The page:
Sometimes it pays to look below the surface. Shares of SoFi Technologies (SOFI -5.00%), a company known for student loan refinancing, have been hammered ever since President Joe Biden tried to wipe out a big chunk of outstanding student loans.

SoFi's stock is now down 79.9% from its all-time high, set in 2020. But those of us who have been paying closer attention to the up-and-coming all-digital bank know that its student-loan refinancing operation has become a relatively small part of a growing business that is taking its industry by storm.

SoFi recently presented results from the third quarter, and they were a whole lot better than the stock's sinking price would suggest. In fact, the company gave investors heaps of reasons to buy the stock now and hold it for the long run. Here are three that stood out the most.

1. Rapid membership growth

Overall growth at SoFi is off the charts. The bank added 424,000 new members in the third quarter, which brought its total up to 4.7 million, which is 61% more than it had a year earlier. 

Unlike many of its fintech peers, SoFi obtained a national banking charter this January. This allows it to directly fund lending products with consumer deposits. Total deposits grew 86% year over year to $5 billion at the end of September, and we can expect this figure to continue expanding rapidly. Around half of new SoFi Money members become direct depositors within their first 30 days.

To give you a clue of where SoFi deposits could be heading, consider the oldest digital bank in the business, Ally Financial. This is the former financial arm of General Motors, and it has 2.6 million retail depositors. Despite having 2.1 million fewer depositors than SoFi, total retail deposits at Ally reached $133.9 billion at the end of the third quarter.

2. Business is still booming

Financial services products like checking and savings accounts are outpacing new lending products. That said, lending product growth is a lot stronger than you might expect in the face of rising interest rates. SoFi finished September with 1.3 million lending products, which were 24% more than it had a year earlier.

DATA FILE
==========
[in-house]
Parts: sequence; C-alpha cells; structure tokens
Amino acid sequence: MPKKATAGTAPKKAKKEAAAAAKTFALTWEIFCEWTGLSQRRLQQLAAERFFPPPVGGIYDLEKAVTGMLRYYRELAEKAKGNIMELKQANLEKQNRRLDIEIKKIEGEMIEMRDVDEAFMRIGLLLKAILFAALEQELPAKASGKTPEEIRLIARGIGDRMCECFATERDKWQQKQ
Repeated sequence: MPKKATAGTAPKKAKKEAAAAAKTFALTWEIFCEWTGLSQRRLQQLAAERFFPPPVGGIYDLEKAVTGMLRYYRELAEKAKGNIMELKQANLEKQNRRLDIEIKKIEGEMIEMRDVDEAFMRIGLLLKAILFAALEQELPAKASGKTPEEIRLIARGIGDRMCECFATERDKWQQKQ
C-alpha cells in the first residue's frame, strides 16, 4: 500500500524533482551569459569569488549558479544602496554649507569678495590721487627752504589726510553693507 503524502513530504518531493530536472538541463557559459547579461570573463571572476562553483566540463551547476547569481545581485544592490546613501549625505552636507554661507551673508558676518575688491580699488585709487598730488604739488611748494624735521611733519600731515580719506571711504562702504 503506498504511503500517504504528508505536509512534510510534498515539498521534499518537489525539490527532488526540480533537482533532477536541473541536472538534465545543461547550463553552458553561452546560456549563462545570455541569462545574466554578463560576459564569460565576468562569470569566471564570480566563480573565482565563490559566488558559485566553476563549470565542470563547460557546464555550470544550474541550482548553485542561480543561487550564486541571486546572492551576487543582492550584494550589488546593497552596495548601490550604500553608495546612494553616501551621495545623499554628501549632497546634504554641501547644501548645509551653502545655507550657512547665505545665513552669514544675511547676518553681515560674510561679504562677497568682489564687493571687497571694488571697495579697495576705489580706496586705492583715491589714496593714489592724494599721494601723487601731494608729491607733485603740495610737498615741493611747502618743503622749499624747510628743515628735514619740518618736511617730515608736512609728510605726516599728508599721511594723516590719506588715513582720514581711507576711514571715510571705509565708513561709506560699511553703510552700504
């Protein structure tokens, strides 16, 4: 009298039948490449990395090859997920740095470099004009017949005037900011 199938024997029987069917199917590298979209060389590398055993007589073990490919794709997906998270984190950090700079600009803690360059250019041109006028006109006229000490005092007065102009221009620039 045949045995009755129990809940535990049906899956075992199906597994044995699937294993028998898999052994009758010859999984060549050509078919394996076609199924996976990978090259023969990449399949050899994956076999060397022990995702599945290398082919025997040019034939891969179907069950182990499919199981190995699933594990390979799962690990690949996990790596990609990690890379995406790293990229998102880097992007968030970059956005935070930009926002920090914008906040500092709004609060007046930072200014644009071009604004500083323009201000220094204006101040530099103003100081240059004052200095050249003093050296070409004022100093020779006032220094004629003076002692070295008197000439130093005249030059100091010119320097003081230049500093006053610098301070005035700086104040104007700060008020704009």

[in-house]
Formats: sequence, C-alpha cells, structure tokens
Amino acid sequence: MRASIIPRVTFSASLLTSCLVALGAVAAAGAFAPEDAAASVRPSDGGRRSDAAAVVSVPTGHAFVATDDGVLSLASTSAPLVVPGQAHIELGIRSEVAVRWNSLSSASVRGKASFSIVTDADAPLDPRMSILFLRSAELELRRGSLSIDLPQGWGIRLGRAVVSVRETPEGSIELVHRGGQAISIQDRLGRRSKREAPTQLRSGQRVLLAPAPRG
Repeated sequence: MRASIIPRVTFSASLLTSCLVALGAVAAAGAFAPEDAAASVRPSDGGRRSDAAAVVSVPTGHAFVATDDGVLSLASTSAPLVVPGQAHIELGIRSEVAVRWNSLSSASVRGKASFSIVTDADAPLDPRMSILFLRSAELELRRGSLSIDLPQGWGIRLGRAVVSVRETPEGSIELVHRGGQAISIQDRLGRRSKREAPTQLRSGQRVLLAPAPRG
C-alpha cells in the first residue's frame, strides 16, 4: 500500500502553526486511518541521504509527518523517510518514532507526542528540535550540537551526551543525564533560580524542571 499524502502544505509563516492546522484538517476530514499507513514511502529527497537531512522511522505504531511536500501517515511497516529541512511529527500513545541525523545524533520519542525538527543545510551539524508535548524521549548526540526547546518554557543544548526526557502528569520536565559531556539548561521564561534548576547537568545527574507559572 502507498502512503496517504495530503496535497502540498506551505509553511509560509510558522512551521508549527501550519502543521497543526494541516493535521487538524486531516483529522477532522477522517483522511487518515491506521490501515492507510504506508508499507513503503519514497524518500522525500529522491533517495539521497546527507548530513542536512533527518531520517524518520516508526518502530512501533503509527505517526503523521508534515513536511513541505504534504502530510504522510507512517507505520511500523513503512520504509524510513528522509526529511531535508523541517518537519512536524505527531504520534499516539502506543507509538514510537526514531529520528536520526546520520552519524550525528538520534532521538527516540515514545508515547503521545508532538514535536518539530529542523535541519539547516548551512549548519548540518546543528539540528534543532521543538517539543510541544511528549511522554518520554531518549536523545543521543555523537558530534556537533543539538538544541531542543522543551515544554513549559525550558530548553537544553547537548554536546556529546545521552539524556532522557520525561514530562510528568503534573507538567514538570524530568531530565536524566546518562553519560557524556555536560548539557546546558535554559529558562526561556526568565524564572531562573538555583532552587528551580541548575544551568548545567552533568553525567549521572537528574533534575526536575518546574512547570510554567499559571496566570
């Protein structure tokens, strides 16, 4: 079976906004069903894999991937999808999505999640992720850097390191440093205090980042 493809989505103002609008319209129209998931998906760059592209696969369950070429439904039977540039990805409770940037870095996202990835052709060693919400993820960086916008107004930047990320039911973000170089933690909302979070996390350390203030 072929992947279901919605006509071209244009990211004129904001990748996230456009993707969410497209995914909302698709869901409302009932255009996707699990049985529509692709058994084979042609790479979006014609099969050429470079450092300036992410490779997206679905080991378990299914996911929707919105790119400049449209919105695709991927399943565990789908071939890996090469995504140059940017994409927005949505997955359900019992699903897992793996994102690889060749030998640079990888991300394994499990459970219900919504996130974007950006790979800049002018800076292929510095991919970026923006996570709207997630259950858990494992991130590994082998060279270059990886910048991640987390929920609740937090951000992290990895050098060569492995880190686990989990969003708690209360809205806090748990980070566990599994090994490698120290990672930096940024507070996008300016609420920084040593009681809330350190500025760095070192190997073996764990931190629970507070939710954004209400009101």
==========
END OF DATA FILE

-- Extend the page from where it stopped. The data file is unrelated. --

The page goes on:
In addition to a consumer banking business, SoFi owns the leading technology platform that fintech businesses use to issue and manage their own financial products. At the end of September, its Galileo platform enabled 124 million accounts for over 55 platform partners. This has been a lousy year for fintech start-ups, but the number of Galileo-enabled accounts still rose 40% year over year in the third quarter.

Individual looking at stock charts.

Image source: Getty Images.

3. Cash-flow positive

Fintech businesses in a high-growth phase tend to run steep losses while they try to achieve scale. SoFi looks like a great stock to buy now because it's already generating positive cash flows.

As any traditional bank will tell you, using relatively low-interest customer deposits to fund higher-interest lending products such as personal loans is a lucrative endeavor. In its second full quarter of operations, SoFi's Banking business generated $29 million in net income on the basis of generally accepted accounting principles (GAAP). That works out to an 11% profit margin. Adjusted earnings before interest, taxes, depreciation, and amortization (EBITDA) more than doubled year over year to $44 million. 

Looking ahead

Shares of SoFi have fallen hard, but they still trade at a fairly high valuation. The stock's recent price is 40.7 times the midpoint of management's adjusted EBITDA guidance range for 2022.

  2019 Actual 2020 Actual 2021 Actual 2022 Guidance
Adjusted net revenue $451 million $621 million $1.01 billion Between $1.517 billion and $1.522 billion
Adjusted EBITDA (loss) ($148 million) ($45 million) $30 million Between $115 million and $120 million

Data source: SoFi Technologies.

More than 40 times adjusted EBITDA seems like an outrageous multiple for a bank until you consider how quickly SoFi is growing its bottom line. As recently as 2020, the bank didn't even have any positive adjusted EBITDA to report.

In the third quarter, declining originations of student loans and mortgages were offset by soaring demand for personal loans. Before filling your portfolio with SoFi stock, it's important to realize that soaring interest rates could pressure SoFi's red-hot personal loan business, too. This stock is a screaming buy right now as long as you make it a relatively small part of a well-diversified portfolio.